The sound of turbines

One of the recipients of that new funding is the Wildlife and Offshore Wind (WOW) project at Duke University, which received $7.5 million from the DOE to help assess the risks of offshore wind to marine life. Douglas Nowacek, WOW’s director, has spent much of his career studying bioacoustics, in particular the ways that sounds made by humans affect organisms in the ocean. Constructing wind turbines in the sea requires hammering monopiles into the sea floor and makes a lot of noise: “It’s loud, no doubt about it,” Nowacek says. Organisms that typically frequent an area may avoid it during construction, or abandon it altogether, Nowacek says. For example: Migrating whales may opt to take a longer route around an offshore wind facility after it’s built.

WOW will spend the next year collecting data from existing studies and identifying information gaps and research questions. As new offshore facilities are developed, researchers will tag animals and see how they respond to construction noise. Even with the accelerated permit process, it will take years to build turbines in all the lease areas in the Atlantic, and Nowacek believes the population impacts on ocean mammals will be minimal. “At the scale we’re talking about on the east coast of the US right now,” says Nowacek, “they are highly manageable.”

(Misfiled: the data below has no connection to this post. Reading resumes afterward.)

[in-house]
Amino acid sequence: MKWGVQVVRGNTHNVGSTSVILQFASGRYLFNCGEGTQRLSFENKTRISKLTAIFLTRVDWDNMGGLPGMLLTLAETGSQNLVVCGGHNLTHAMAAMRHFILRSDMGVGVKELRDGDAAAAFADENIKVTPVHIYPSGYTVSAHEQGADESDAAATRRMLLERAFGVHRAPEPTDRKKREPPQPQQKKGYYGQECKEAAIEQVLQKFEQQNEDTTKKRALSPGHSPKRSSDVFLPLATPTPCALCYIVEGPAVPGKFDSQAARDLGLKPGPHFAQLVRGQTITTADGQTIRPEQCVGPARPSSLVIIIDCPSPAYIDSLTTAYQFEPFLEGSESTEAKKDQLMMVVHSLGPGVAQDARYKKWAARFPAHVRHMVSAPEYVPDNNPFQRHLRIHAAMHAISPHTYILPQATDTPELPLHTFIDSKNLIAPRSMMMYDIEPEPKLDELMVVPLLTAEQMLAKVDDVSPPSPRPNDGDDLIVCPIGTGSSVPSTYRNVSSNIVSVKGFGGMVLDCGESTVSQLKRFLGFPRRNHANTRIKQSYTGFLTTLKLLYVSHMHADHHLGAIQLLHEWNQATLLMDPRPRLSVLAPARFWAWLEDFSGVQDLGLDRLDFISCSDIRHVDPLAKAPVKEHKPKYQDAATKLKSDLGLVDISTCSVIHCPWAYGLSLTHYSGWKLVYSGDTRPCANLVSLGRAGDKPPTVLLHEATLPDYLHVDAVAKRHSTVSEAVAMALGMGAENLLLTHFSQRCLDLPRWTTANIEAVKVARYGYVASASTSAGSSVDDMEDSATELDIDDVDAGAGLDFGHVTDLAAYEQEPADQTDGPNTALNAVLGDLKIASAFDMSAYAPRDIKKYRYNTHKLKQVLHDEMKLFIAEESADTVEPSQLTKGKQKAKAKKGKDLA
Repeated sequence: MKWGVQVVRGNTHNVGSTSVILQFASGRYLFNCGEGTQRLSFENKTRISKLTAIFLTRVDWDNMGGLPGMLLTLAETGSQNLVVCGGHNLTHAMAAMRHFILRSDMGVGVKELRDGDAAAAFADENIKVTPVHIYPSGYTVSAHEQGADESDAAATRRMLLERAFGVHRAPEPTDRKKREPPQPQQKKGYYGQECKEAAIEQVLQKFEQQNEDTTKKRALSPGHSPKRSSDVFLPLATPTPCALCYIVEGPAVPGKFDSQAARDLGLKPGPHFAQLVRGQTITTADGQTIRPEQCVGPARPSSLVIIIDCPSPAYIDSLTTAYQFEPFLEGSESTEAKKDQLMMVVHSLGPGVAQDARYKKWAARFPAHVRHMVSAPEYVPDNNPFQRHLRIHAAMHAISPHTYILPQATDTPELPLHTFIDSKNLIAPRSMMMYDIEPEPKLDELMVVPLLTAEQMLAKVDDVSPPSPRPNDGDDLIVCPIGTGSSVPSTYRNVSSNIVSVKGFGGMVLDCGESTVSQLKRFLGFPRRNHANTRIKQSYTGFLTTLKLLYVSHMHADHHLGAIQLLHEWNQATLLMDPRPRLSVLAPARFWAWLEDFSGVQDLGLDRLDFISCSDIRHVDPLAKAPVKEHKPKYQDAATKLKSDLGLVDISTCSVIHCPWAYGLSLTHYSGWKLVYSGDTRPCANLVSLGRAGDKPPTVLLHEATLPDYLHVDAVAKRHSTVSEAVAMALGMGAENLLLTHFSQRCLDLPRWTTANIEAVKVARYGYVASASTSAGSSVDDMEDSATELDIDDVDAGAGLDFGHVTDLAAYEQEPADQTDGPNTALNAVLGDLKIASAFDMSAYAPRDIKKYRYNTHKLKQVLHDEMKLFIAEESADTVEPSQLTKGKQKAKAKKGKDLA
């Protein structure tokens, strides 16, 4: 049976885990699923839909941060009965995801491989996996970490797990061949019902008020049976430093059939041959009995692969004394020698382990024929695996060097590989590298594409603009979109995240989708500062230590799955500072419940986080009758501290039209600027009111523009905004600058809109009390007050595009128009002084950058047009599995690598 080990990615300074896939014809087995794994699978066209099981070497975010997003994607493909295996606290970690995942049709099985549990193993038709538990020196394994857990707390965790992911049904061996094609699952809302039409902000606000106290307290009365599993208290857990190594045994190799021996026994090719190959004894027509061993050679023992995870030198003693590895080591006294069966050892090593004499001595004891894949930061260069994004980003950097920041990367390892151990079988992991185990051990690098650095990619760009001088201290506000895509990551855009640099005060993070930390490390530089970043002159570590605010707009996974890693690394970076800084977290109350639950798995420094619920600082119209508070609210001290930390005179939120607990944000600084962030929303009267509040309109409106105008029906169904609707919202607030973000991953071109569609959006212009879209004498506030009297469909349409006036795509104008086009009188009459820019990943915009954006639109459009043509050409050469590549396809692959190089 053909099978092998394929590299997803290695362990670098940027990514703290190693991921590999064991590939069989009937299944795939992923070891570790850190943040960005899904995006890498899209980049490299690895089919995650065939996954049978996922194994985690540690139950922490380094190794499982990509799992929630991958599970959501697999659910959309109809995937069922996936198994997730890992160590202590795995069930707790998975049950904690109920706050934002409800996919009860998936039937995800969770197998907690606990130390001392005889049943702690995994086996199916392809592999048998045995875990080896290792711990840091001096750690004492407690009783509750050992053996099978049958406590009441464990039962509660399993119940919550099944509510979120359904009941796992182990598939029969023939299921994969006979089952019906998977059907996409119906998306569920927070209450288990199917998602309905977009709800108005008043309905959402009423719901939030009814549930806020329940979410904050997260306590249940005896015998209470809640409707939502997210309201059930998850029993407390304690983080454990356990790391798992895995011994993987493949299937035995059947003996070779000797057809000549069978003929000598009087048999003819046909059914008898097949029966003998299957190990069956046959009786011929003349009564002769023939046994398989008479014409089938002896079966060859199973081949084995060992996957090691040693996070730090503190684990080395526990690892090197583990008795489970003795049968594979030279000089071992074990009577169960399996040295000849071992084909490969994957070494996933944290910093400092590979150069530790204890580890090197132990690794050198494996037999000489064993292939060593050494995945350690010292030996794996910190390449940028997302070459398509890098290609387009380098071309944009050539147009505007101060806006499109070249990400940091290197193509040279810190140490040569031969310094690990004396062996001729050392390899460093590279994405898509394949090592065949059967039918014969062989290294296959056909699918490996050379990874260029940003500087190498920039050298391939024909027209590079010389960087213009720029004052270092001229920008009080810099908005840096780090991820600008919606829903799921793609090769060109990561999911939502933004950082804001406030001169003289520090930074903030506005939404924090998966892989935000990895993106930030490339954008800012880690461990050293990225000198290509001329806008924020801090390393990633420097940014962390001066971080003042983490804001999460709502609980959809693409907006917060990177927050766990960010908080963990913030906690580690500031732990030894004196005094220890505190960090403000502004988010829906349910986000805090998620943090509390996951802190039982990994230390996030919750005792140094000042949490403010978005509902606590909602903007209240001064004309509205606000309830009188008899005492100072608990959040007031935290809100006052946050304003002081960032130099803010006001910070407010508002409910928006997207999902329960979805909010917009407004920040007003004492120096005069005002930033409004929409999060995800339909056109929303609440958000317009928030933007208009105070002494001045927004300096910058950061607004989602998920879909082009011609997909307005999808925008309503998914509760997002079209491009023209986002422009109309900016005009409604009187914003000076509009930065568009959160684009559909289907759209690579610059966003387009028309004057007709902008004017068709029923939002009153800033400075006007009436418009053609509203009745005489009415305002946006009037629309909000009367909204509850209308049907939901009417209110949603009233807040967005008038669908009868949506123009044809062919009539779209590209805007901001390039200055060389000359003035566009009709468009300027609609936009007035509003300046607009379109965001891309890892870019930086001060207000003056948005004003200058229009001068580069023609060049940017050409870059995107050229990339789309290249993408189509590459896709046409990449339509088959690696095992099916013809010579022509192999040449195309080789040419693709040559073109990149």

For the birds

Wind farms built on land have had some high-profile conflicts with wildlife over the years, particularly birds. A wind farm built in the Altamont Pass in Alameda County, California, in the 1980s was blamed for killing thousands of raptors and other birds every year, and recently swapped out many of its turbines with newer models designed to decrease the likelihood of bird strikes. New technologies that help birds avoid turbines are also becoming more common. But there are still challenges to understanding how offshore wind will affect migratory birds, including the fact that a bird that’s killed offshore is much harder to count than one that dies on land.